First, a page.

The plane constant is part of the plane equation…

Normal * Vector + pc = 0

The * is a dot product so it can also be seen as…

Normal.x*Vector.x + Normal.y*Vector.y + Normal.z*Vector.z + pc = 0

The Normal points away from the plane, the pc is the plane constant and the Vector points to the camera, but to do this the camera needs to be set relative to one of the vertices of a face (a point on the plane), so you have to subtract one of vertices from the cameras transformed position in object space to get this vector, if you are not doing it you should be to get better results, you may be drawing more polygons then you need to. If we normalize the Vector pointing to the camera we can then retrieve the cosine value between the normal and vector…

cosine = Dot (Vector, Normalize (Camera - Vertex[1]);

If the cosine value is greater then or equal to 0 (less then 90 degrees between Vector and Normal) then the polygon/plane is facing the camera, if it is less then 0 (greater then 90 degrees) then the polygon/plane is facing away.

To eliminate the need for subtracting a vertex from the camera position (in object space), you can store the plane constant which can be calculated by…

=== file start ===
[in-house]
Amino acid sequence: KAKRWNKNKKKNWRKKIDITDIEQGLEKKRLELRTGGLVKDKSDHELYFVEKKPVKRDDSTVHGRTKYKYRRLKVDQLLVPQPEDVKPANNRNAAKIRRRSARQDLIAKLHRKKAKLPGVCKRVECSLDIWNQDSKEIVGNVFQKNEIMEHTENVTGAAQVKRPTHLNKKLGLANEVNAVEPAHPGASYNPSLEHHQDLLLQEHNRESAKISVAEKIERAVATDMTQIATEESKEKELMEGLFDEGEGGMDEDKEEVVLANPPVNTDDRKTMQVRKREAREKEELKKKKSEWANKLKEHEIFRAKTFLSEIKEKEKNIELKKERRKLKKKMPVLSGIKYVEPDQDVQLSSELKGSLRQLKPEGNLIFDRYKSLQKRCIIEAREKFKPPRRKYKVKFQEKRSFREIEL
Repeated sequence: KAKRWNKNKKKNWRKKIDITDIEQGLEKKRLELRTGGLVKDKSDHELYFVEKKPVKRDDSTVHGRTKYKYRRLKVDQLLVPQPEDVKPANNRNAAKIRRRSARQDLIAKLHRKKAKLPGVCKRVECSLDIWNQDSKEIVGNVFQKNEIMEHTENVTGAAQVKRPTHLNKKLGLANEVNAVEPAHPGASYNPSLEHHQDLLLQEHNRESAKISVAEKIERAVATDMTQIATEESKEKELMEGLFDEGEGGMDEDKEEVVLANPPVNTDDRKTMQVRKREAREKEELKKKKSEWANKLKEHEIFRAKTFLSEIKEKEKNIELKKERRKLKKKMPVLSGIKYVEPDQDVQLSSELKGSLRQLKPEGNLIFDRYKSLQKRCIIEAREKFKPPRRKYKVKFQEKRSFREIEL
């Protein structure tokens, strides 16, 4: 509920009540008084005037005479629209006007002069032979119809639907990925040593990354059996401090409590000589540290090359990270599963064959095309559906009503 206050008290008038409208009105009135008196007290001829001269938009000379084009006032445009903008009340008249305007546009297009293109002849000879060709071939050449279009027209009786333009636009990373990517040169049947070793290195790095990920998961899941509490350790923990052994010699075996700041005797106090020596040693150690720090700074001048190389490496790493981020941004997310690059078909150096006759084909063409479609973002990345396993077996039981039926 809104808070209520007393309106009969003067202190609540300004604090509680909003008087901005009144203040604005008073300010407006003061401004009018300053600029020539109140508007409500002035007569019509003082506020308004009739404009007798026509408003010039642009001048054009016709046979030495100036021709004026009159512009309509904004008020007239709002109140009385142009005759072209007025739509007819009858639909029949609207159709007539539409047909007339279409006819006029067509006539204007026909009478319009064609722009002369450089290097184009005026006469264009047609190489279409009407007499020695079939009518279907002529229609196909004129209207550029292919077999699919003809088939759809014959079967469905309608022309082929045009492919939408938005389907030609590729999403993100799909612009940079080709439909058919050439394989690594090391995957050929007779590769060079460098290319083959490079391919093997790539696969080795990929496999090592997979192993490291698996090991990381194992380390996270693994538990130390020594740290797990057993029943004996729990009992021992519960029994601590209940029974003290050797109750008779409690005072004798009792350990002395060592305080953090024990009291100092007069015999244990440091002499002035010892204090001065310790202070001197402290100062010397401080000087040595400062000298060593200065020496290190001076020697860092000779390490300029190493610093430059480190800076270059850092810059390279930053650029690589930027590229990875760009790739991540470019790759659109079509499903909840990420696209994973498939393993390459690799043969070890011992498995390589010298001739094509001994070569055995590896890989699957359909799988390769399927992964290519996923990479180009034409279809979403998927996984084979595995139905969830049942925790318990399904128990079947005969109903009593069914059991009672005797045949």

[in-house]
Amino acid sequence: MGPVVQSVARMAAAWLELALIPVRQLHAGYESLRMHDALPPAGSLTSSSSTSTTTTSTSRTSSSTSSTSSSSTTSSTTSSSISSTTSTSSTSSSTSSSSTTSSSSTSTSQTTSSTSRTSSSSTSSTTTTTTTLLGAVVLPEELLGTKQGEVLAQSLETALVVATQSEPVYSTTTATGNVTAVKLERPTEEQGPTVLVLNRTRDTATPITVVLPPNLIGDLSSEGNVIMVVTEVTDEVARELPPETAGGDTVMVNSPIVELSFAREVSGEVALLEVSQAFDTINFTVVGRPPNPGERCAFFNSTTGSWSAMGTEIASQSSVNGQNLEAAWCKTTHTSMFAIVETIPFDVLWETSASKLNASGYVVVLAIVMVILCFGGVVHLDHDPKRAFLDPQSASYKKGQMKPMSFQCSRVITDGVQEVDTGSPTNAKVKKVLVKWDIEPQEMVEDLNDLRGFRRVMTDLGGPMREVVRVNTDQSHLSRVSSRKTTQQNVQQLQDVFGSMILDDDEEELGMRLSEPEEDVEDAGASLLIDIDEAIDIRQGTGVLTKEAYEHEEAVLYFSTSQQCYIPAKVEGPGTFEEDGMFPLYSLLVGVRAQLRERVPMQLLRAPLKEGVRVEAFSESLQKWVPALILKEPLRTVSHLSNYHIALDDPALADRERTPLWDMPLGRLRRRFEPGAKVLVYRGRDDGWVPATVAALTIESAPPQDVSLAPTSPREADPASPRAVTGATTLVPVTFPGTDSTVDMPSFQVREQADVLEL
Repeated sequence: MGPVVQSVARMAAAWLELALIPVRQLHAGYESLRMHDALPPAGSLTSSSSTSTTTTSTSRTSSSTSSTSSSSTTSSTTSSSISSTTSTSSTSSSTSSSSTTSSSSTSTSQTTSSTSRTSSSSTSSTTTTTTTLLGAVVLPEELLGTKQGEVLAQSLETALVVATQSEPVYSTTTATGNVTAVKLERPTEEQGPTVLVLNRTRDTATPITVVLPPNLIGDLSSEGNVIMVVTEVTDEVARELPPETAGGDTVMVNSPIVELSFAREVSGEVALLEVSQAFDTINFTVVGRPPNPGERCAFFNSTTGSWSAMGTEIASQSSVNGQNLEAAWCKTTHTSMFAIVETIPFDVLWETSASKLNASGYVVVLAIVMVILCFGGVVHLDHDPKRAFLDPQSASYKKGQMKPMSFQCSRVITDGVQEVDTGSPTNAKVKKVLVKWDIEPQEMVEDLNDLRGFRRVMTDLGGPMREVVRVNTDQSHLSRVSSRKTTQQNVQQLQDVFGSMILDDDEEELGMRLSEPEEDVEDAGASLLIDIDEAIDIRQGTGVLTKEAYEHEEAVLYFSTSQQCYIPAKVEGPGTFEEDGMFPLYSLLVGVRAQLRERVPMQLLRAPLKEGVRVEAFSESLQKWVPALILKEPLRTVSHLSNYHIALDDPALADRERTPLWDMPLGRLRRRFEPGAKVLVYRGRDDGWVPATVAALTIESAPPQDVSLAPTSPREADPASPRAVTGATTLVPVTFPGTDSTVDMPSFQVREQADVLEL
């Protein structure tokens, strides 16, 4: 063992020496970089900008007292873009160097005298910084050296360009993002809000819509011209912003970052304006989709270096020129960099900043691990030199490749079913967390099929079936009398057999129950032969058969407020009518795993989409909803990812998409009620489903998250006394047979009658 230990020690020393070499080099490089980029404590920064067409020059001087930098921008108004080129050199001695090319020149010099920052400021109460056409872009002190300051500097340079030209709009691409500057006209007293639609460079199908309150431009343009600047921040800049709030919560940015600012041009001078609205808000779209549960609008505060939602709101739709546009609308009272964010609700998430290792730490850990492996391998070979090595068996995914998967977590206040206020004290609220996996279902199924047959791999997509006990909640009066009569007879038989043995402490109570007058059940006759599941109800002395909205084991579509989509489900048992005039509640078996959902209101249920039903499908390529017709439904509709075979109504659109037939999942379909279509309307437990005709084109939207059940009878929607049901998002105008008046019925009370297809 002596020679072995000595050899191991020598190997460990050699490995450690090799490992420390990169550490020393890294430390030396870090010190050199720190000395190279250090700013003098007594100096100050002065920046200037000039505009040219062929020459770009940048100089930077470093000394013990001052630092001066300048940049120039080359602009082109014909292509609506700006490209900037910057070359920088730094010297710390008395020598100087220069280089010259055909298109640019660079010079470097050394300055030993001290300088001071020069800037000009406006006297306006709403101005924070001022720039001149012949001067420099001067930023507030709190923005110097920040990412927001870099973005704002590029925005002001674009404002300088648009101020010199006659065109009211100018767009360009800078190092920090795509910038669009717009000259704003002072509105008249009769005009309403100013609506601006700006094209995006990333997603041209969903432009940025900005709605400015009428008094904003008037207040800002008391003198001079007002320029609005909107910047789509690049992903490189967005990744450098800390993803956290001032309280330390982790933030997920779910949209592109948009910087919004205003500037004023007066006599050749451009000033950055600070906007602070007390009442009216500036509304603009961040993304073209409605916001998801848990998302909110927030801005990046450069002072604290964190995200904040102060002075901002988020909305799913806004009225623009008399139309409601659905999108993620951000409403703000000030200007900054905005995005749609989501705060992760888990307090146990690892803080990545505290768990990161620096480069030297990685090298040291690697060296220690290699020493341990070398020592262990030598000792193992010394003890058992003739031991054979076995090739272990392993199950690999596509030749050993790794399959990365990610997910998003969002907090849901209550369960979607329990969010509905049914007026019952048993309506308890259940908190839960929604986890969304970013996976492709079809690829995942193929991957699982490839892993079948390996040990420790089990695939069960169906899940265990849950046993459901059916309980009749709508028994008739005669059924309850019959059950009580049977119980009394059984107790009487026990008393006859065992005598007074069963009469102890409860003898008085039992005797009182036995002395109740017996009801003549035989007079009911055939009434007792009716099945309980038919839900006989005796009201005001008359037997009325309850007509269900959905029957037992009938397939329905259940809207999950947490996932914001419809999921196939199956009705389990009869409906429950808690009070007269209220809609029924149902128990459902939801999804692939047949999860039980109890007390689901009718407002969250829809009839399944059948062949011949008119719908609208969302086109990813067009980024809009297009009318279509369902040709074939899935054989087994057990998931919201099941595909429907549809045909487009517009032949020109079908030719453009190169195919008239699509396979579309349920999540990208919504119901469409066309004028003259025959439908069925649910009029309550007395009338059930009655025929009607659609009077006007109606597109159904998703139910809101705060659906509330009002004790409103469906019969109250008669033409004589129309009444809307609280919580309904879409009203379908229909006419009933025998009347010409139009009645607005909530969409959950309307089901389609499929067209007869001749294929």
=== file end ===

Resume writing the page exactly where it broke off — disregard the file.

pc = -Dot(Normal, Vector);

The idea here is to make negative the dot product of a Normal times a point on the plane which happens to be one of the vertices of the face.

Once we have the dot product we can then use this equation to find out which side the camera is of the polygon…

if( Dot(Vector, Normal) + pc >= 0)

//its facing

else

//its not facing

I hope this was not to complicated an explanation , I could not find a good source for this info, I learned it from the book by Brian Hook “Building a 3d game engine in C++”.

Another interesting thing to note on the topic of matrices. A matrix is simply an set of 3 vectors (each pointing in diffrent directions of the axi x, y, and z) and a position of origin. So a matrix set to identity is…

X_Axis (1,0,0,0)

Y_Axis (0,1,0,0)

Z_Axis (0,0,1,0)

Origin (0,0,0,1)

The numbers represent X,Y,Z,W. W sets whether the X,Y,Z are a point or a vector, so if you notice Origin is a point (1), while X_Axis and the others are vectors (0), this has to do with the fact that vectors are not supposed to be translated while points are supposed to be. Anyway if you think about it this way you can create a short cut equation to calculate an inverse Origin instead of the entire inverse matrix, and if your camera is always at Origin (in camera space) then you can simply do an inverse Origin to place the camera in object space. Anway its interesting stuff, it would still be nice to have this ability, this would make a performance diffrence where you have huge objects where perforance is lowered by the polygon density.